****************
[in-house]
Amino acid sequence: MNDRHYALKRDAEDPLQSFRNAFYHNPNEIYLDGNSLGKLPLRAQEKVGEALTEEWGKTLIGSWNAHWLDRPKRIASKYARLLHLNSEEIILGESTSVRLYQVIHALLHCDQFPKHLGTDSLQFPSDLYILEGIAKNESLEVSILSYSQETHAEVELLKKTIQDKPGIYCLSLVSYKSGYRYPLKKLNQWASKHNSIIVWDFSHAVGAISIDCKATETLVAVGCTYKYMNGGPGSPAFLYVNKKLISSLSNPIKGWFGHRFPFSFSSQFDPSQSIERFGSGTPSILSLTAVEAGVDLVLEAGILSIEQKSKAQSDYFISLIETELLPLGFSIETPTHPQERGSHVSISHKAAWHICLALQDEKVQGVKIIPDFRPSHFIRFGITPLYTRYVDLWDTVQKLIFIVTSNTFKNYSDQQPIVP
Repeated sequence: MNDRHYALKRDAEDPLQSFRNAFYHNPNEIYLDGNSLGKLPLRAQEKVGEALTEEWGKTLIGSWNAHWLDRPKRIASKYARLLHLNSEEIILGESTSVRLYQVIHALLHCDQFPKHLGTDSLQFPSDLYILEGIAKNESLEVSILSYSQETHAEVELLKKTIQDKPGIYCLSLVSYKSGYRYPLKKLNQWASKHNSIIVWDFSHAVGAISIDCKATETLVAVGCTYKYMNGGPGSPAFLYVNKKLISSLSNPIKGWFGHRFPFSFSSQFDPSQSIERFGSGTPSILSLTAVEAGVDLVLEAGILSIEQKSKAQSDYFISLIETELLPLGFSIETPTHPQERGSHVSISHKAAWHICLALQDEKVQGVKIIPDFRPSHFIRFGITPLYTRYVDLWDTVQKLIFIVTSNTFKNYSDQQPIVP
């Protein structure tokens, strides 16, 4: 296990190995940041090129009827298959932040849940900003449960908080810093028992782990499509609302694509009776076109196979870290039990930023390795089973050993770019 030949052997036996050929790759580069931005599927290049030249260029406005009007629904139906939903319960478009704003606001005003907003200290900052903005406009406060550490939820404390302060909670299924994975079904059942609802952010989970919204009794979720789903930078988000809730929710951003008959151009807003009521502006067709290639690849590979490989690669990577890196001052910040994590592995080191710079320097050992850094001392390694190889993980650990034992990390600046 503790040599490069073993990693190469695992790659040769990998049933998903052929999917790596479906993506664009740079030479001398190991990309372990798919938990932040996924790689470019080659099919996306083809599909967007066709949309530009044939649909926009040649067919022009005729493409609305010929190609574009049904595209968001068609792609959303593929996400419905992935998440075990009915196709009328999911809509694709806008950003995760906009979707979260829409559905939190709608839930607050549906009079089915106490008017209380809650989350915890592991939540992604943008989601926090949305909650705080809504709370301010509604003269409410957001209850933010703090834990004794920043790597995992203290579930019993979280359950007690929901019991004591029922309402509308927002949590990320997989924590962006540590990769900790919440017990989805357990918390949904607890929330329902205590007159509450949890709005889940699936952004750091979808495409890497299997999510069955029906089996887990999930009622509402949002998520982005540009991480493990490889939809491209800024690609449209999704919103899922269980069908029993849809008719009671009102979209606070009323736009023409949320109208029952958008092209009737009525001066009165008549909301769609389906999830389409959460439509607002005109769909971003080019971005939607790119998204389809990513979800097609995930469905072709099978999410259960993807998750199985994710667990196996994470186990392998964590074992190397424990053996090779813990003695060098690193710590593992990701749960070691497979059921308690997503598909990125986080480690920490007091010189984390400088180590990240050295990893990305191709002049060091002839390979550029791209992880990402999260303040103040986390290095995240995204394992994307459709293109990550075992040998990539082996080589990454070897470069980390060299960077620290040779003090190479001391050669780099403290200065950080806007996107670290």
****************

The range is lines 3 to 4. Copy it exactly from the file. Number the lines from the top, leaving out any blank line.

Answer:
Repeated sequence: MNDRHYALKRDAEDPLQSFRNAFYHNPNEIYLDGNSLGKLPLRAQEKVGEALTEEWGKTLIGSWNAHWLDRPKRIASKYARLLHLNSEEIILGESTSVRLYQVIHALLHCDQFPKHLGTDSLQFPSDLYILEGIAKNESLEVSILSYSQETHAEVELLKKTIQDKPGIYCLSLVSYKSGYRYPLKKLNQWASKHNSIIVWDFSHAVGAISIDCKATETLVAVGCTYKYMNGGPGSPAFLYVNKKLISSLSNPIKGWFGHRFPFSFSSQFDPSQSIERFGSGTPSILSLTAVEAGVDLVLEAGILSIEQKSKAQSDYFISLIETELLPLGFSIETPTHPQERGSHVSISHKAAWHICLALQDEKVQGVKIIPDFRPSHFIRFGITPLYTRYVDLWDTVQKLIFIVTSNTFKNYSDQQPIVP
């Protein structure tokens, strides 16, 4: 296990190995940041090129009827298959932040849940900003449960908080810093028992782990499509609302694509009776076109196979870290039990930023390795089973050993770019 030949052997036996050929790759580069931005599927290049030249260029406005009007629904139906939903319960478009704003606001005003907003200290900052903005406009406060550490939820404390302060909670299924994975079904059942609802952010989970919204009794979720789903930078988000809730929710951003008959151009807003009521502006067709290639690849590979490989690669990577890196001052910040994590592995080191710079320097050992850094001392390694190889993980650990034992990390600046 503790040599490069073993990693190469695992790659040769990998049933998903052929999917790596479906993506664009740079030479001398190991990309372990798919938990932040996924790689470019080659099919996306083809599909967007066709949309530009044939649909926009040649067919022009005729493409609305010929190609574009049904595209968001068609792609959303593929996400419905992935998440075990009915196709009328999911809509694709806008950003995760906009979707979260829409559905939190709608839930607050549906009079089915106490008017209380809650989350915890592991939540992604943008989601926090949305909650705080809504709370301010509604003269409410957001209850933010703090834990004794920043790597995992203290579930019993979280359950007690929901019991004591029922309402509308927002949590990320997989924590962006540590990769900790919440017990989805357990918390949904607890929330329902205590007159509450949890709005889940699936952004750091979808495409890497299997999510069955029906089996887990999930009622509402949002998520982005540009991480493990490889939809491209800024690609449209999704919103899922269980069908029993849809008719009671009102979209606070009323736009023409949320109208029952958008092209009737009525001066009165008549909301769609389906999830389409959460439509607002005109769909971003080019971005939607790119998204389809990513979800097609995930469905072709099978999410259960993807998750199985994710667990196996994470186990392998964590074992190397424990053996090779813990003695060098690193710590593992990701749960070691497979059921308690997503598909990125986080480690920490007091010189984390400088180590990240050295990893990305191709002049060091002839390979550029791209992880990402999260303040103040986390290095995240995204394992994307459709293109990550075992040998990539082996080589990454070897470069980390060299960077620290040779003090190479001391050669780099403290200065950080806007996107670290």